The god has made all of us as humans the variations which we have given ourselves as of the Hindus, as of the Muslim, as of the Christian, as of the Parsis, as of the Jewish or as of the jain, is our own, it is not given by the god. So we should understand that the Uniform Civil Code is signatory step so that we can go for a particular code of conduct and can understand that it’s not necessary for the India to be Bhinnata in Ekta, we can have same religion, same caste, same thing that is the humanity. No Muslim, no Hindu, no Christian, no Jewish, no Jains but humans. India needs right now a particular signatory step for understanding the human hood firstly.

Than we can go for the other laws, changing of laws, changing of Nikah Halala system, changing of condition of women’s or changing of any other system but first we need equality especially among ourselves than we can go for the Uniform Civil Code. So the law makers or the judiciary or the administrator or the normal citizens of India, the first step we should be taken in the proceedings of Uniform Civil Code is it to be understand that we are humans we should not deviate ourselves and our coming generation into Hindu’s, Muslim’s, Jewish’s, Jain’s etc. ‘A Uniform Civil Code can only emerge through an evolutionary process, which preserves India’s rich legal heritage, of which all the personal laws are equal constituents.’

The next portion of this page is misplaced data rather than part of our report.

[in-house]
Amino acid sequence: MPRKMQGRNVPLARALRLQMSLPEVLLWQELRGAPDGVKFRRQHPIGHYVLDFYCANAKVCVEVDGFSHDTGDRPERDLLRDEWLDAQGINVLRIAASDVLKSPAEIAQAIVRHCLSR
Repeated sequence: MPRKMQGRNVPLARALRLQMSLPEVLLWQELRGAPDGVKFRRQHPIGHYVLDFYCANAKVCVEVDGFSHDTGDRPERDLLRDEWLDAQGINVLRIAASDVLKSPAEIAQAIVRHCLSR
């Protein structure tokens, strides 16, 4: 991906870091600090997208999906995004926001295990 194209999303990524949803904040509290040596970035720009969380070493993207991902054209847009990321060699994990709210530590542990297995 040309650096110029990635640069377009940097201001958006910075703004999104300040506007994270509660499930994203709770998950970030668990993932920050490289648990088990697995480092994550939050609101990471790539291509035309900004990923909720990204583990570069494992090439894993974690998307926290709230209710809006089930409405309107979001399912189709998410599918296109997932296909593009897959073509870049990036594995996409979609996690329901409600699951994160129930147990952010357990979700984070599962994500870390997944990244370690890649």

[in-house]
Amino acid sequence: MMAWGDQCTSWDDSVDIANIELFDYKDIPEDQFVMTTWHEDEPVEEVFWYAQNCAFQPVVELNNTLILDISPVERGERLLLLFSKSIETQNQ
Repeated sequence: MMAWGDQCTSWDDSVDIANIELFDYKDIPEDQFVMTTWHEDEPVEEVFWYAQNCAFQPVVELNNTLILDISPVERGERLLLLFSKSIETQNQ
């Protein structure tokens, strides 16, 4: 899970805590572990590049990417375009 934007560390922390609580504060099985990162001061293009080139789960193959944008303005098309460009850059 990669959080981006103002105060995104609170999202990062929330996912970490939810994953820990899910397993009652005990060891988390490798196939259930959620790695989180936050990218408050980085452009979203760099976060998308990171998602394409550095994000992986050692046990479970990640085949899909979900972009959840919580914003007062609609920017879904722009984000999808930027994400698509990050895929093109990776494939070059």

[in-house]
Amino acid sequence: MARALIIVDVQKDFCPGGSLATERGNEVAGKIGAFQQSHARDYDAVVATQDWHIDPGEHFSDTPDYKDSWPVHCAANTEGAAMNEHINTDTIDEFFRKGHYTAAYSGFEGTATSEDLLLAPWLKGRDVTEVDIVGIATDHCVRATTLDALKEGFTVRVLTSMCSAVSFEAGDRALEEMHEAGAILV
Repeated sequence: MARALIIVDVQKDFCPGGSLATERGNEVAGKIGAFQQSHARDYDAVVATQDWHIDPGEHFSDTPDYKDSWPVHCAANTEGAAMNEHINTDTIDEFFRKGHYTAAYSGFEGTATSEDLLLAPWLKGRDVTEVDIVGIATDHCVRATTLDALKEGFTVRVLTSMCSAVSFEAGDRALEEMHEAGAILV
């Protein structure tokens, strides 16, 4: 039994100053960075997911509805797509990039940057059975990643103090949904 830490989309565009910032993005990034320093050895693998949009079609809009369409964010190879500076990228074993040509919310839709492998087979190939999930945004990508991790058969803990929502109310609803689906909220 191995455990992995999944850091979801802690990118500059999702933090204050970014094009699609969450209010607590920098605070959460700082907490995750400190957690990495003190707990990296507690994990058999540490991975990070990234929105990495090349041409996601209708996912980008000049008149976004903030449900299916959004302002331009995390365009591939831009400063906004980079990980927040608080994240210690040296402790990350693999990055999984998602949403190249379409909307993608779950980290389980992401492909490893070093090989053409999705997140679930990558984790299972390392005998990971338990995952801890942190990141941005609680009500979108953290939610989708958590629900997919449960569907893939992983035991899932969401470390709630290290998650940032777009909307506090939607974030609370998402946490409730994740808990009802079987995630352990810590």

1. AIR 1995 SC 1531
  2. 29 July, 1997AIR SC 3280
  3. AIR 1985 SC 945
  4. Indian Bar Review volume XL III (4) 2016
  6. AIR 1985 SC 934, 940
  7. 1985, SC 945
  8. AIR 2003 SC 2902